Coping with pressure ulcers and the consequences was facilitated through comparison; participants compared themselves to others and the knowledge that things could be much worse. They knew they were not the only ones with pressure ulcers and questioned why they should they have a different experience. Positive comments were that, 'there are other people worse off than me' (David) and that nurses or carers had stated their ulcers were not as large as some they had seen (Maria and Denise).
This led the participants to an acceptance of their situation plus some concept of fatalism: 'with me I say what will be will be' (Bob) or, as John said, 'well that's how it is I suppose, the pain in the heel, you put up with it'.
Positive thinking was seen as a part of getting on with their lives.
The theme of endless pain was the most surprising finding despite its significant presence within the body of literature on the lived experience of leg ulceration and the feeling of hopelessness associated with chronic pain (Hopkins, 2004; Krasner, 1998; Chase et al, 1997). Essentially the pain experience stopped participants moving away from the stimulus. It is recognised that there is a lack of routine use of pain-assessment tools and provision of analgesia in the management of pressure ulcers (Szor and Bourguignon, 1999; Dallam et al, 1995).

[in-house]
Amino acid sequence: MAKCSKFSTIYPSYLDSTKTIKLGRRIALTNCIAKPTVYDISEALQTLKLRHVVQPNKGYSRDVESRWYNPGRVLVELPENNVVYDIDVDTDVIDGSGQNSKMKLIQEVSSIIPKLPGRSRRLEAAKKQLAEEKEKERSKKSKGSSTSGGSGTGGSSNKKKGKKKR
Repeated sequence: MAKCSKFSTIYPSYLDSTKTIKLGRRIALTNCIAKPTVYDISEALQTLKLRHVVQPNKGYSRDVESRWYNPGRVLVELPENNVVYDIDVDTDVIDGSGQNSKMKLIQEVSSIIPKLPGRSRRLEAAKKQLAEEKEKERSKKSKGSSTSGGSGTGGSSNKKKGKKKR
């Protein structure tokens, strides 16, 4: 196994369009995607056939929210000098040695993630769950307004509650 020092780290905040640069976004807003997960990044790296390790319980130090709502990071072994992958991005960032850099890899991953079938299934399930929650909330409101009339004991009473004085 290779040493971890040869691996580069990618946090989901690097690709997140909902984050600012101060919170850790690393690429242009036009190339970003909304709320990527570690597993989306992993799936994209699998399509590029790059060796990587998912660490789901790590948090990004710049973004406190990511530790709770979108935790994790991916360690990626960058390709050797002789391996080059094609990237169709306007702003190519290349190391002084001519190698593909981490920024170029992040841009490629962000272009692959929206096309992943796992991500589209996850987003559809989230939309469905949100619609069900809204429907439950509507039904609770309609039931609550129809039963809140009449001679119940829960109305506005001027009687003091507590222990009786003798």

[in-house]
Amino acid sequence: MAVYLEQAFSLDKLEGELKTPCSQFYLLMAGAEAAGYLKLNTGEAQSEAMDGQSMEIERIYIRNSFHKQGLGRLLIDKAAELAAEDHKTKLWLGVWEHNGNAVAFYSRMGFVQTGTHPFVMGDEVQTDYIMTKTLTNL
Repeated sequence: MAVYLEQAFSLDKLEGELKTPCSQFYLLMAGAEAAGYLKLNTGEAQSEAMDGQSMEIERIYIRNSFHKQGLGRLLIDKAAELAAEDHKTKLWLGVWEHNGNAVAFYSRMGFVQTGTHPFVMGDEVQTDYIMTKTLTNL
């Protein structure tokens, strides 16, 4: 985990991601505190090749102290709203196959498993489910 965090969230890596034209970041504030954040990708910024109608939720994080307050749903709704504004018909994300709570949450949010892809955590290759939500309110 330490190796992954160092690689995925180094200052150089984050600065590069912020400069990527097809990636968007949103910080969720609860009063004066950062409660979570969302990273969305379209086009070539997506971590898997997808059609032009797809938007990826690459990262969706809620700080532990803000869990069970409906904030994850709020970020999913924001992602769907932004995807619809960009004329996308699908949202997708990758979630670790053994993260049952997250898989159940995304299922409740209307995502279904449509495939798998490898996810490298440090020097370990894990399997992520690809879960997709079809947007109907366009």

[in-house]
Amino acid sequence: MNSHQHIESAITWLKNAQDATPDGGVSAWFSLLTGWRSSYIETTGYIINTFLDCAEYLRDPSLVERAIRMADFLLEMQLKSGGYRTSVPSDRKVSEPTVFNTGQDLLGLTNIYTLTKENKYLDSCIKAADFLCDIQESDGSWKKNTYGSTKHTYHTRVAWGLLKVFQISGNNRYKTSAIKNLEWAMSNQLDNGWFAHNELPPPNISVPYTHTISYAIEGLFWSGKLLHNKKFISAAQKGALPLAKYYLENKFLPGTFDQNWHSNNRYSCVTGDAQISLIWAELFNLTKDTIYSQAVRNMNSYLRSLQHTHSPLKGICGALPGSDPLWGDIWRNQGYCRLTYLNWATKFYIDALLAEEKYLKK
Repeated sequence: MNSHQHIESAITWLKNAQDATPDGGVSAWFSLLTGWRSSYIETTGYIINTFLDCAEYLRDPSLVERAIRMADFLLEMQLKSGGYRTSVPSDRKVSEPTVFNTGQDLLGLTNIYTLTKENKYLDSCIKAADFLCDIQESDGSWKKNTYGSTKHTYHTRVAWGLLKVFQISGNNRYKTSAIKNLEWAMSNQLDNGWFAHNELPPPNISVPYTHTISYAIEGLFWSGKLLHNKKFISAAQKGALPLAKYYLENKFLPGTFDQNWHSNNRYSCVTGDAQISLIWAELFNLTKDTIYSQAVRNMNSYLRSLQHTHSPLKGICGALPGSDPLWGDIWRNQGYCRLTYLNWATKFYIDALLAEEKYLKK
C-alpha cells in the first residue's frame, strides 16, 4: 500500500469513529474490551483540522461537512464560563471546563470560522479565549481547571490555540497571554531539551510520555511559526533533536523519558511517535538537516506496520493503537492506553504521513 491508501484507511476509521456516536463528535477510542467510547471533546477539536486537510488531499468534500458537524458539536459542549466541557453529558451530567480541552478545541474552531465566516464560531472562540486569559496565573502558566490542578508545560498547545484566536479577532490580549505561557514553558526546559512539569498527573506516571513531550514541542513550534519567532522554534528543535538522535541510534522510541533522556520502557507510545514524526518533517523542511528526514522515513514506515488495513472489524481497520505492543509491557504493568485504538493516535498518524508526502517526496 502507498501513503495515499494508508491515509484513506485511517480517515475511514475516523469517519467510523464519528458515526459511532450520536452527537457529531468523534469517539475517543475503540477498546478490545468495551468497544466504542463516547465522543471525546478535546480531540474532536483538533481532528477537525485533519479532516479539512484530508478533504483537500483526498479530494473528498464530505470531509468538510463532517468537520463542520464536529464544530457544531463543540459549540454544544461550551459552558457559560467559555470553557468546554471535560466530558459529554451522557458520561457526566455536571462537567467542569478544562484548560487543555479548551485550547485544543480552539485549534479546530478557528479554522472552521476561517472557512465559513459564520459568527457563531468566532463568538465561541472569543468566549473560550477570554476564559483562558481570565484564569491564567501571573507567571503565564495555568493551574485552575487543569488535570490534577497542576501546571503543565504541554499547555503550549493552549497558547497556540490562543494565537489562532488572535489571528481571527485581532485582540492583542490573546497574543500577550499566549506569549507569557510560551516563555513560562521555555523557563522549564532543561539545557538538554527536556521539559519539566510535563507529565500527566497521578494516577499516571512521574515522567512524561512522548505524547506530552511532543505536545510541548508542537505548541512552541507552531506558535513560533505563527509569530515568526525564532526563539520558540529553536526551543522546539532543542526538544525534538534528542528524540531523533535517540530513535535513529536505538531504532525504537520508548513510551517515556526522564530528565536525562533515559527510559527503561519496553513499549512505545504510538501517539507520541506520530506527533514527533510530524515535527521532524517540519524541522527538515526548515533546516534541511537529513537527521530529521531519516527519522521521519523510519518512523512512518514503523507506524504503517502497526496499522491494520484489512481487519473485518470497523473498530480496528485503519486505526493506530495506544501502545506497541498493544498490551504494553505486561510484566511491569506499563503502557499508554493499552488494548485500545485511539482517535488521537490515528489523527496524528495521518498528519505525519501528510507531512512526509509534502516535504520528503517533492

The cycle of pain, not the pain itself was endless. The most significant and unexpected feature of this was that the patients did not move as this caused more pain; this conflicts with best evidence that frequent repositioning is required in the prevention and management of pressure ulcers (Defloor et al, 2005; Clark, 1998).
The participants described eloquently their shock at having a pressure ulcer and the changes that this event brought to their lives. The feelings of restrictions reflected the findings of Langemo et al (2000). Their stories reveal how this pain made them feel and the impact on how they saw themselves (Charmaz, 1983). They disliked their new dependence on others and the change from their former lives. However, their strength of characters were revealed in their acceptance and it must be remembered that the participants all had co-morbidities, the most common being arthritis which already restricted their lives.
The participants described their concerns about their families and the impact of the pressure ulcers on them. This finding was reflected by Baharestani (1994), who found that pressure ulcers impacted on carers and their ability to care.
A more detailed discussion of the results and implications can be found in Hopkins et al (2006).
The design has proved to be fitting to this investigation across multiple centres within the UK and Belgium. The stories described provide shocking revelations about the impact of pressure ulcers, the intensity of pain and the subsequent impact on the patients' lives. It is clear that pain assessment is inadequate and needs to be addressed for every patient with a pressure ulcer.
This article has been double-blind peer-reviewed.
For related articles on this subject and links to relevant websites see www.nursingtimes.net.